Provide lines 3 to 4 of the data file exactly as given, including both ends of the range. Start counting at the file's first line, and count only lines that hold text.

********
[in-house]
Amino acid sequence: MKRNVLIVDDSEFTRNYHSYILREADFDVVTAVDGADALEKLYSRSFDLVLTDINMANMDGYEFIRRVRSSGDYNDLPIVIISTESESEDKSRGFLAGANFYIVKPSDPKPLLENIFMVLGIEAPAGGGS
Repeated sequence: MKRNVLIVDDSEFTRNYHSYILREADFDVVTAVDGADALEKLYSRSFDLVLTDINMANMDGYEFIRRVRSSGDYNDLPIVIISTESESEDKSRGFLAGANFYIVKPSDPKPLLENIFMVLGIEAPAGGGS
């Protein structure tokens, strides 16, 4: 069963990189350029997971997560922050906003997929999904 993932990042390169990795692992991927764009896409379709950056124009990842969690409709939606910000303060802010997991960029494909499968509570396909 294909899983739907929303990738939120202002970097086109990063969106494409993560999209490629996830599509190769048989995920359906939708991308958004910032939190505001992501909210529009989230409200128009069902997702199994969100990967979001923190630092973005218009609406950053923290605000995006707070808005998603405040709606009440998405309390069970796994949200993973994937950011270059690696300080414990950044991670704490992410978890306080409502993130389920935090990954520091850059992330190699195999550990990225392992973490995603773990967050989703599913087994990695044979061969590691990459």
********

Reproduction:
Repeated sequence: MKRNVLIVDDSEFTRNYHSYILREADFDVVTAVDGADALEKLYSRSFDLVLTDINMANMDGYEFIRRVRSSGDYNDLPIVIISTESESEDKSRGFLAGANFYIVKPSDPKPLLENIFMVLGIEAPAGGGS
């Protein structure tokens, strides 16, 4: 069963990189350029997971997560922050906003997929999904 993932990042390169990795692992991927764009896409379709950056124009990842969690409709939606910000303060802010997991960029494909499968509570396909 294909899983739907929303990738939120202002970097086109990063969106494409993560999209490629996830599509190769048989995920359906939708991308958004910032939190505001992501909210529009989230409200128009069902997702199994969100990967979001923190630092973005218009609406950053923290605000995006707070808005998603405040709606009440998405309390069970796994949200993973994937950011270059690696300080414990950044991670704490992410978890306080409502993130389920935090990954520091850059992330190699195999550990990225392992973490995603773990967050989703599913087994990695044979061969590691990459």